Engineers, designers, and sustainability managers have been working on improvements for a long time. Now, the cost of solar panels, EV batteries, and other energy-efficient hardware is trending down as demand rises and funding for sustainable technology increases. In addition to loans and grants in the Inflation Reduction Act of 2022, we’re also seeing more venture capital move into the climate technology space. Last year, more than 25% of all venture funding went into the climate tech space.

All these factors appear to be propelling climate tech toward a tipping point in terms of hardware innovation. Going forward, we expect progress in four main areas:

  • Sensor development and adoption. Sensors will continue to proliferate and capture new forms of valuable data, enabling more fine-grained predictive maintenance. Wider implementation of emissions sensors will create more-detailed accounting and feedback loops, raising awareness and making emissions reductions less reactive.

  • Better, easier to leverage AI. Advances in AI and its accessibility will make data-driven control systems to perform real-time optimizations and generate efficiency insights more ubiquitous—another way to create continuous and less-reactive sustainability practices.

  • More packaged sustainability hardware systems. Not every organization has the resources to build their own sensor and AI networks, and doing so wouldn’t be efficient for smaller-scale individual companies. We see a growing opportunity for platform creators, such as IoT systems that synthesize and generate insights from CO2 sensors, to serve companies in this category.

  • Increased focus on resource use circularity. Waste will be increasingly reduced as well as used in new ways. With the incentives and business models set up around carbon offsets, startups and existing businesses will see more benefit in addressing their waste. New product design will shift toward designing for longer useful life including repairability, which will put a renewed focus on future-proofing and making hardware extensible to get the most value out of it.  



Pursuing New Solutions for Better Sustainability and Efficiency

Organizations that want to take advantage of new innovations in climate tech to improve their sustainability and reduce their expenses should start by identifying the “hot spots” where their investment can have the greatest impact, from raw material extraction to transformation, to use, to end of life. A lifecycle assessment (LCA) can help identify the organization’s current issues and their relative sizes. Pairing the hot spots identified in an LCA with analyses of operational costs and resource usage and then also assessing the feasibility and cost of solutions enables companies to quickly visualize what makes the most sense to pursue.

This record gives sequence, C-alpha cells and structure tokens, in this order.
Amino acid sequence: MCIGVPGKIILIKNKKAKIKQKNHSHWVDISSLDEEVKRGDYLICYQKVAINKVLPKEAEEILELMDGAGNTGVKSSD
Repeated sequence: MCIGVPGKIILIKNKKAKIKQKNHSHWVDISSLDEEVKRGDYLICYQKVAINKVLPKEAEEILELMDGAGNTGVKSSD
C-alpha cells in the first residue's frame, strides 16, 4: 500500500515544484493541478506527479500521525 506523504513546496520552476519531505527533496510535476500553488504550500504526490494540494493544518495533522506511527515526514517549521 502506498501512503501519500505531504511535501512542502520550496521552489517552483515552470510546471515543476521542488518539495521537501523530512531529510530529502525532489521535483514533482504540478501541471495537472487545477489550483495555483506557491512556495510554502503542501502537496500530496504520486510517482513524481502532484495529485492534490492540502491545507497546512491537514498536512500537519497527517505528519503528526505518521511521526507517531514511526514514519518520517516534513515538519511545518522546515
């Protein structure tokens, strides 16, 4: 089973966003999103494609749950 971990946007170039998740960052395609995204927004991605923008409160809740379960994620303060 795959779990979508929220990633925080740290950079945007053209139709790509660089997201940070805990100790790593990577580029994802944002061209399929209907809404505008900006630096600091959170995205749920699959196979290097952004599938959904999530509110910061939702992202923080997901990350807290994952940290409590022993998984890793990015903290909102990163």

The goal of this approach is to identify the solutions that will deliver meaningful, long-term benefit, even if those solutions cost more up front or take longer to implement. For example, a consumer products manufacturer that makes resource-intensive products may get more value from adopting technology that reduces their resource consumption and increases their operational efficiency vs. prioritizing a smaller issue like making their packaging more sustainable. With a goal in mind, it’s time to decide whether to purchase a pre-built solution from a vendor, adapt existing technology to achieve the goal, or create something entirely new that’s not yet on the market. Here again, cost effectiveness, timeline, budget, long-term value, and competitive advantage should factor into the decision.

Defining sustainability improvement goals, selecting the right technology, and implementing it for maximum value are complex processes that may require working closely with internal teams, technology vendors, and hardware and sustainability experts to chart the optimal path. The potential benefits in terms of cost reduction, efficiency gains, emissions reduction, and ESG achievements make efficiency technology upgrades a sustainability strategy worth considering.

About the Author(s)

Jeff Hebert

President, Synapse Product Development, part of Capgemini Invent

As the president of Synapse Product Development, part of Capgemini InventJeff Hebert is responsible for balancing and continuously improving the experience for Synapsters, technical output and client satisfaction, and the health of the business. Hebert believes the magic of Synapse is its amazing community of inclusive, collaborative, smart, caring people who solve the most intractable technology challenges as a team. He is passionate about the positive impact Synapse can make for People and our Planet as a leader in product innovation.